Exercise and academic performance among children with attention-deficit hyperactivity disorder and disruptive behavior disorders: A randomized controlled trial

Jared D. Ramer, María E. Santiago-Rodríguez, Catherine L. Davis, David X. Marquez, Stacy L. Frazier, Eduardo E. Bustamante

Research output: Contribution to journalArticlepeer-review

Abstract

Purpose: To examine effects of a 10-week after-school physical activity (PA) program on academic performance of 6- to 12-year-old African American children with behavior problems. Methods: Participants were randomized to PA (n = 19) or sedentary attention control (n = 16) programs. Academic records, curriculum-based measures, and classroom observations were obtained at baseline, postintervention, and/or follow-up. Mixed models tested group × time interactions on academic records and curriculum-based measures. One-way analysis of variance or Kruskal–Wallis tested for differences in postintervention classroom observations. Results: Intent-to-treat analyses demonstrated a moderate effect within groups from baseline to postintervention on disciplinary referrals (PA: d = −0.47; attention control: d = −0.36) and a null moderate effect on academic assessments (PA: d = 0.11 to 0.36; attention control: d = 0.05 to 0.40). No significant group × time interactions emerged on direct academic assessments (all Ps ≥ .05, d = −0.23 to 0.26) or academic records (all Ps ≥ .05, d = −0.28 to 0.16). Classroom observations revealed that intervention participants were off-task due to moving at twice the rate of comparative classmates (F = 15.74, P < .001) and were off-task due to talking 33% more often (F = 1.39, P = .257). Conclusion: Academic outcome improvements were small within and between groups and did not sustain at follow-up. Academic benefits of after-school PA programs for children with attention-deficit hyperactivity disorder and/or disruptive behavior disorders were smaller than neurobiological, behavioral, and cognitive outcomes as previously reported.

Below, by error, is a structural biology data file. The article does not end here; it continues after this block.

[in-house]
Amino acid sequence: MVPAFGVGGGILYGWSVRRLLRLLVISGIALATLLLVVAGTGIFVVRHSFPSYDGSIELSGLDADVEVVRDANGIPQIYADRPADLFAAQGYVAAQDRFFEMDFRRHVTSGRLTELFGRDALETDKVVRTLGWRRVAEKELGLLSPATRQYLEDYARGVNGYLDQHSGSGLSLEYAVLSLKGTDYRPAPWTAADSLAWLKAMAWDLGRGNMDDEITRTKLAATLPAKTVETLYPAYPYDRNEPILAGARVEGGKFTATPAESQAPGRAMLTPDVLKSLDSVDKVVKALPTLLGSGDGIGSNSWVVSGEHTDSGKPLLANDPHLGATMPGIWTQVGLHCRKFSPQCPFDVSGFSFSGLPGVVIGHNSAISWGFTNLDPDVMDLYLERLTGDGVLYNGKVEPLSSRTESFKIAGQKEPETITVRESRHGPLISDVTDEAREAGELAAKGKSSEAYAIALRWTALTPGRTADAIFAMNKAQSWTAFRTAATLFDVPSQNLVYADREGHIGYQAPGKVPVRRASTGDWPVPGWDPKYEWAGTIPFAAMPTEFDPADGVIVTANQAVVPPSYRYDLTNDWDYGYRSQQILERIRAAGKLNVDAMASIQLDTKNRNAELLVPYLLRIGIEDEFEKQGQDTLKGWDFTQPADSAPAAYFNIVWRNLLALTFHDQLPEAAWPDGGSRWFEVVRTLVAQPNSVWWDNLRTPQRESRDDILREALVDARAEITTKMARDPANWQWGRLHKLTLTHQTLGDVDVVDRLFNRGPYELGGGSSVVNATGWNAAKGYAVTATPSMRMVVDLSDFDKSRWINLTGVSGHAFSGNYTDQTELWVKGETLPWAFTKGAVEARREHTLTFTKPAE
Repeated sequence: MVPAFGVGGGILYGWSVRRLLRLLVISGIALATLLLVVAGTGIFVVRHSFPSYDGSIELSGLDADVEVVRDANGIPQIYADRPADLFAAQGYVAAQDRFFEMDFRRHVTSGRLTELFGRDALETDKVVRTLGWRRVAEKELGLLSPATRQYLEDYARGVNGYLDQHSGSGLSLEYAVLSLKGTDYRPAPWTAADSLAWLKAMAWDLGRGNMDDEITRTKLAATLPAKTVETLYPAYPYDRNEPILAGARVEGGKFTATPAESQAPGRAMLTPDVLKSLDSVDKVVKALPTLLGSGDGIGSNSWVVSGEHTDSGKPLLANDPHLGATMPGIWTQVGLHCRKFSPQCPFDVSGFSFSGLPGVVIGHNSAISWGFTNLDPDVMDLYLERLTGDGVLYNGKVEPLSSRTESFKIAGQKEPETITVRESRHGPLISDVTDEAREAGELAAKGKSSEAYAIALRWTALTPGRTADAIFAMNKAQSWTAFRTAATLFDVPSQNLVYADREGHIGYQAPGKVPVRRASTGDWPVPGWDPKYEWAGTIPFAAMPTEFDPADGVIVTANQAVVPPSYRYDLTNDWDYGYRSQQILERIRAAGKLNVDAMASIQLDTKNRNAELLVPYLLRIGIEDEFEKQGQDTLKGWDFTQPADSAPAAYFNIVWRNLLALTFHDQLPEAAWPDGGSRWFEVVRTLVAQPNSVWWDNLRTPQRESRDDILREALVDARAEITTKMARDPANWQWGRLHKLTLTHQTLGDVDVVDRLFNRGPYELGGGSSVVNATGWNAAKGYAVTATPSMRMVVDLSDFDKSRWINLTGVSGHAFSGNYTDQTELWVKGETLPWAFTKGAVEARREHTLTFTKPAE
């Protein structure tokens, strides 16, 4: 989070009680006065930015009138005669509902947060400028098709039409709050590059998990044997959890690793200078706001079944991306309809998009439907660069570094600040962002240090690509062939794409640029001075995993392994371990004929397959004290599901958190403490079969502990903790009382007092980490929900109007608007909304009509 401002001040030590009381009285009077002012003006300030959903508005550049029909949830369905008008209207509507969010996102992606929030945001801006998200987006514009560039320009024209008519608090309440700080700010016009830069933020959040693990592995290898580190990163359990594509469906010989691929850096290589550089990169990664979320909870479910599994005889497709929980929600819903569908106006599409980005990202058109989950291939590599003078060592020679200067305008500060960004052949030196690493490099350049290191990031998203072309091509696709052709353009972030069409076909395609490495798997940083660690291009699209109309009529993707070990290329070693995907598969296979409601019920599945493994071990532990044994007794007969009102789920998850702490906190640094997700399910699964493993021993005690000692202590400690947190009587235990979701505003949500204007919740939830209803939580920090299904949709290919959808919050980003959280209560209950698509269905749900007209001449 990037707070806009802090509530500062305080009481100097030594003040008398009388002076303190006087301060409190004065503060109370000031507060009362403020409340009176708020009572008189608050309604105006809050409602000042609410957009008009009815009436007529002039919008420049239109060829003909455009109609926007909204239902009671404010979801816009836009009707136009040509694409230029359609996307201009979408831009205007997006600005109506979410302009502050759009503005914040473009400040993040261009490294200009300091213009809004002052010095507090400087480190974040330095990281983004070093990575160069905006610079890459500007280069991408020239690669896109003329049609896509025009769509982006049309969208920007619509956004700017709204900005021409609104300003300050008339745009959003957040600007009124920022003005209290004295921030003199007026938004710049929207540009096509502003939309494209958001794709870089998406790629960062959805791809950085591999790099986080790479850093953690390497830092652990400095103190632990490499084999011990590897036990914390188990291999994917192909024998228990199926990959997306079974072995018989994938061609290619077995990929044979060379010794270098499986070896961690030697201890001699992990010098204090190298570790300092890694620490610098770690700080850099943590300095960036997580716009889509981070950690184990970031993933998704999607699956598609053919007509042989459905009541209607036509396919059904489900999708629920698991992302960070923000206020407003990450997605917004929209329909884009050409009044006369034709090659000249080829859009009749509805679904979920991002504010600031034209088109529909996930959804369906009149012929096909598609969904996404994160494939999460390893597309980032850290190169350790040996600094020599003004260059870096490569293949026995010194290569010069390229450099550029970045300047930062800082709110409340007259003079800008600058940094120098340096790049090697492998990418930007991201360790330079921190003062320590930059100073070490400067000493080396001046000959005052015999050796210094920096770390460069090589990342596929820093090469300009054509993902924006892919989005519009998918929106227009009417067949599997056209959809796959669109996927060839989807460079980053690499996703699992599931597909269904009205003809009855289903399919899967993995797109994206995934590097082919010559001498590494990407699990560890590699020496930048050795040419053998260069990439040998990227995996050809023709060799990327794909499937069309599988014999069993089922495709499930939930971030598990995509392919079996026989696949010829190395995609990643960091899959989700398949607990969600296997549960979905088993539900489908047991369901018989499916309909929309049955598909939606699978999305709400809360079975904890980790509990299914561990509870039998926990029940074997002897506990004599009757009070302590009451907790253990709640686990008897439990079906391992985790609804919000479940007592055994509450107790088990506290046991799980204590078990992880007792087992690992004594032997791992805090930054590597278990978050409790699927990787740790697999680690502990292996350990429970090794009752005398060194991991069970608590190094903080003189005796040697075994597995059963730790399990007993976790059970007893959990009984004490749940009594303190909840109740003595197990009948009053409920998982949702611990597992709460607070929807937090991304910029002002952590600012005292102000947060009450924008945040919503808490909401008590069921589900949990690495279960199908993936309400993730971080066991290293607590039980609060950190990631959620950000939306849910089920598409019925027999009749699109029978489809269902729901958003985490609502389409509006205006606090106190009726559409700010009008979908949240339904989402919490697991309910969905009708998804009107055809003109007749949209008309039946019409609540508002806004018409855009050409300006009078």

Original languageEnglish (US)
Pages (from-to)140-149
Number of pages10
JournalPediatric Exercise Science
Volume32
Issue number3
DOIs
StatePublished - Aug 2020

Keywords

  • Conduct disorder
  • Health behavior
  • Physical activity

ASJC Scopus subject areas

  • Pediatrics, Perinatology, and Child Health
  • Orthopedics and Sports Medicine
  • Physical Therapy, Sports Therapy and Rehabilitation

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